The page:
N.S.A. Devises Radio Pathway Into Computers | NYTimes.com

The headquarters of the National Security Agency at Fort Meade

The headquarters of the National Security Agency at Fort Meade, Md. “We do not use foreign intelligence capabilities to steal the trade secrets of foreign companies,” an N.S.A. official said. Jim Lo Scalzo/European Pressphoto Agency

WASHINGTON — The National Security Agency has implanted software in nearly 100,000 computers around the world that allows the United States to conduct surveillance on those machines and can also create a digital highway for launching cyberattacks.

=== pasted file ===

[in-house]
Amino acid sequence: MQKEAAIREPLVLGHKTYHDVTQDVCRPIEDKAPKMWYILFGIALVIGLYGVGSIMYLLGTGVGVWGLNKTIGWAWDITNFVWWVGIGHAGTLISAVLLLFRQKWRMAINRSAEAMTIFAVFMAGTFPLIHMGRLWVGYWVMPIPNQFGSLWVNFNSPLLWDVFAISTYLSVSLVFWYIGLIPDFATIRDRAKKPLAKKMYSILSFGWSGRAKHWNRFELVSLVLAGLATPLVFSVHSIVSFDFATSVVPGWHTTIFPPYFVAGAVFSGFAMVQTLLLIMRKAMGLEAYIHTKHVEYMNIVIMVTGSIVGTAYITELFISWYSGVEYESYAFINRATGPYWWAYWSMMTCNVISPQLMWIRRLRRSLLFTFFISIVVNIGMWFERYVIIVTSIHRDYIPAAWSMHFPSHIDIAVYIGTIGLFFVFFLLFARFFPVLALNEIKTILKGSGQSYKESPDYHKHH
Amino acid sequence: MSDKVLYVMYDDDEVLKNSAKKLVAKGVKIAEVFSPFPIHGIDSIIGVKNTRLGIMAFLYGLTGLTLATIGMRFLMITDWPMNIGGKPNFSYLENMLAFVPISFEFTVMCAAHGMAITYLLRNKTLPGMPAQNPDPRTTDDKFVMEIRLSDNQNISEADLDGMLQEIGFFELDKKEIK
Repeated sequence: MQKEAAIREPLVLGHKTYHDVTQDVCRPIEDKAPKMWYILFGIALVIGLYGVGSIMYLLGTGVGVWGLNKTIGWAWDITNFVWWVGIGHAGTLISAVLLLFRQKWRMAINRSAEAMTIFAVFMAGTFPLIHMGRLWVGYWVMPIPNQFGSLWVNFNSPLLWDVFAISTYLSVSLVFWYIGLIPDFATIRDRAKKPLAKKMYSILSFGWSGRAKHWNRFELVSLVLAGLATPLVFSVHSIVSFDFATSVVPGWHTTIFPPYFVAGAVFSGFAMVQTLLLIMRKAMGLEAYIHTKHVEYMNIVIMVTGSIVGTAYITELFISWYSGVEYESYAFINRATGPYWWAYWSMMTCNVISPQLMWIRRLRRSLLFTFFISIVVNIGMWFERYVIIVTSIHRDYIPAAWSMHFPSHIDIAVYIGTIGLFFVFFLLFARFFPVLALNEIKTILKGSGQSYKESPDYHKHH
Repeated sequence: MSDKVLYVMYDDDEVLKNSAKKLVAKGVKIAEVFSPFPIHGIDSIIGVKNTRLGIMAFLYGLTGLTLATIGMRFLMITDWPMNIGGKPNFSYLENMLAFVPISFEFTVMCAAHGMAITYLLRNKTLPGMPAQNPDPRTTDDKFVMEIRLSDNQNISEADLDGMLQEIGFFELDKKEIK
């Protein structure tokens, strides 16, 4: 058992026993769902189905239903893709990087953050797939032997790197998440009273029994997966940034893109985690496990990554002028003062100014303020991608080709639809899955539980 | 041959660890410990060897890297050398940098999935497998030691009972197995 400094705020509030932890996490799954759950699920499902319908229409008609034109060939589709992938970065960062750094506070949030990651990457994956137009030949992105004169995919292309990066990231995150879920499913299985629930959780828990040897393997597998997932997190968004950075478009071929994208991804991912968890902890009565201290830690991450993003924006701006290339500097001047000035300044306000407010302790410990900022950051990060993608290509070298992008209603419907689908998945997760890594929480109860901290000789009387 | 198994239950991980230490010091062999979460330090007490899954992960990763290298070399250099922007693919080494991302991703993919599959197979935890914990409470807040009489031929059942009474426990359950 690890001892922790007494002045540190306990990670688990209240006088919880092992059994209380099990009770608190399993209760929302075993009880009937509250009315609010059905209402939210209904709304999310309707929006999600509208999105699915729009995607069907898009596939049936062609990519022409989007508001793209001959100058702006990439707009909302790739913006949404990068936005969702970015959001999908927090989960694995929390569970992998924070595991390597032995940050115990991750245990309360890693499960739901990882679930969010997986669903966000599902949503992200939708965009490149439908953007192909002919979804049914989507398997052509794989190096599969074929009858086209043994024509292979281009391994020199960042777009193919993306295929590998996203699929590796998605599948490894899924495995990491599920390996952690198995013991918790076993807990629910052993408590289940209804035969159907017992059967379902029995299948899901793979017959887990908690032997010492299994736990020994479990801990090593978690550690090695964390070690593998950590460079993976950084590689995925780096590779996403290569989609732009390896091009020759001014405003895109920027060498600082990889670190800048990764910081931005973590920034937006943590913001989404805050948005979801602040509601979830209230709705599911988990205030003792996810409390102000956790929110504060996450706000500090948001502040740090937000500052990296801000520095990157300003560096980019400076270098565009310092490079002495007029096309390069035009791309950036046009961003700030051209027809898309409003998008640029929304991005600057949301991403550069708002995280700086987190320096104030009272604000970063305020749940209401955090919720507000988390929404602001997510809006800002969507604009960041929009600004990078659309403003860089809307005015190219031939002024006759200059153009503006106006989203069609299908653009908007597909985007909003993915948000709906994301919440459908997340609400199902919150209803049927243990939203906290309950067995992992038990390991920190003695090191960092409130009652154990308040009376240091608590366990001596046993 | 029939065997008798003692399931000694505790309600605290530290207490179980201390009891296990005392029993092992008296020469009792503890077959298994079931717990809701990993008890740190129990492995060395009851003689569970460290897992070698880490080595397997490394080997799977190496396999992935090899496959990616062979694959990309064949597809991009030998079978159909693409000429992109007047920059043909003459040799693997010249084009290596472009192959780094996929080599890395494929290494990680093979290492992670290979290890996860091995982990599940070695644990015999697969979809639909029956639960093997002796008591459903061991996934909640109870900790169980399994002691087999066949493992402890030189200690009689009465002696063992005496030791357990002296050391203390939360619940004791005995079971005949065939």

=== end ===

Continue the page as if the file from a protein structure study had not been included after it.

While most of the software is inserted by gaining access to computer networks, the N.S.A. has increasingly made use of a secret technology that enables it to enter and alter data in computers even if they are not connected to the Internet, according to N.S.A. documents, computer experts and American officials.

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